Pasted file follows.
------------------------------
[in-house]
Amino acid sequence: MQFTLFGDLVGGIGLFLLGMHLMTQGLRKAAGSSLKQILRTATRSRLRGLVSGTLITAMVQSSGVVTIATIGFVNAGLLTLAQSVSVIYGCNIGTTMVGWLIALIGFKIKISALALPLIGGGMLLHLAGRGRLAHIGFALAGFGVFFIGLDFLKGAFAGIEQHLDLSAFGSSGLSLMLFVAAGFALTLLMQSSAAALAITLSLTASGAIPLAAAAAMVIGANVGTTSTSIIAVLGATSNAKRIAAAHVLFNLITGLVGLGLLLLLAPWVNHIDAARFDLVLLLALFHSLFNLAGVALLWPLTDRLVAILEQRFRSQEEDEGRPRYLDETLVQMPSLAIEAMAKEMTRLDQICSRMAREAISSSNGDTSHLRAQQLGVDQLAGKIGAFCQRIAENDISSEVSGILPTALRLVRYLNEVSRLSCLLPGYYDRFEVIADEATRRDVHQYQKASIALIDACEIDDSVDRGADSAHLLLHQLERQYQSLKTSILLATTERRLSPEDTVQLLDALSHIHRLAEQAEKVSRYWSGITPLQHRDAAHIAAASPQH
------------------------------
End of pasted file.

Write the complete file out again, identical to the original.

[in-house]
Amino acid sequence: MQFTLFGDLVGGIGLFLLGMHLMTQGLRKAAGSSLKQILRTATRSRLRGLVSGTLITAMVQSSGVVTIATIGFVNAGLLTLAQSVSVIYGCNIGTTMVGWLIALIGFKIKISALALPLIGGGMLLHLAGRGRLAHIGFALAGFGVFFIGLDFLKGAFAGIEQHLDLSAFGSSGLSLMLFVAAGFALTLLMQSSAAALAITLSLTASGAIPLAAAAAMVIGANVGTTSTSIIAVLGATSNAKRIAAAHVLFNLITGLVGLGLLLLLAPWVNHIDAARFDLVLLLALFHSLFNLAGVALLWPLTDRLVAILEQRFRSQEEDEGRPRYLDETLVQMPSLAIEAMAKEMTRLDQICSRMAREAISSSNGDTSHLRAQQLGVDQLAGKIGAFCQRIAENDISSEVSGILPTALRLVRYLNEVSRLSCLLPGYYDRFEVIADEATRRDVHQYQKASIALIDACEIDDSVDRGADSAHLLLHQLERQYQSLKTSILLATTERRLSPEDTVQLLDALSHIHRLAEQAEKVSRYWSGITPLQHRDAAHIAAASPQH